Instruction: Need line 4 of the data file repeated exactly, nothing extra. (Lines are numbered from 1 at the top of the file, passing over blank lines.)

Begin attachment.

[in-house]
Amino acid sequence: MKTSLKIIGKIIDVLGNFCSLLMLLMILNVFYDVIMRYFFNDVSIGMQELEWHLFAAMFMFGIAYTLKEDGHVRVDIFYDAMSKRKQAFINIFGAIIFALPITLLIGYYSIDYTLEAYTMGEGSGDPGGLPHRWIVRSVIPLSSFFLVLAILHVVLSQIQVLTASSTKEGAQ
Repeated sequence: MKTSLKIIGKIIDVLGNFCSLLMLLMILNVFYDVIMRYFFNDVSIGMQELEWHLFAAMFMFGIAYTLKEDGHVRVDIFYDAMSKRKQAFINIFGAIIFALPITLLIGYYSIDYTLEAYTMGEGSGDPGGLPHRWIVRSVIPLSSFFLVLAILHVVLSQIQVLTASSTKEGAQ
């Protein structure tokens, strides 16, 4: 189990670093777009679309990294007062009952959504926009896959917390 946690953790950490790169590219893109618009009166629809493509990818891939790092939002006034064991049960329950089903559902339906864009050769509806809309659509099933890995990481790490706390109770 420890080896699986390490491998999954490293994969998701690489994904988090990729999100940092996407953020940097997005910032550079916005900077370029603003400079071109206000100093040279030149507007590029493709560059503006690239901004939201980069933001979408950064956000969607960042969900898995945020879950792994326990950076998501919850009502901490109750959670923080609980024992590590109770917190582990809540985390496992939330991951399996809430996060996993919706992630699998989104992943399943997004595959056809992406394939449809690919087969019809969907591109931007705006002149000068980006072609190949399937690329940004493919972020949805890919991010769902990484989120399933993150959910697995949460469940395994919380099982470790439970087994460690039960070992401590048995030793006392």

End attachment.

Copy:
């Protein structure tokens, strides 16, 4: 189990670093777009679309990294007062009952959504926009896959917390 946690953790950490790169590219893109618009009166629809493509990818891939790092939002006034064991049960329950089903559902339906864009050769509806809309659509099933890995990481790490706390109770 420890080896699986390490491998999954490293994969998701690489994904988090990729999100940092996407953020940097997005910032550079916005900077370029603003400079071109206000100093040279030149507007590029493709560059503006690239901004939201980069933001979408950064956000969607960042969900898995945020879950792994326990950076998501919850009502901490109750959670923080609980024992590590109770917190582990809540985390496992939330991951399996809430996060996993919706992630699998989104992943399943997004595959056809992406394939449809690919087969019809969907591109931007705006002149000068980006072609190949399937690329940004493919972020949805890919991010769902990484989120399933993150959910697995949460469940395994919380099982470790439970087994460690039960070992401590048995030793006392």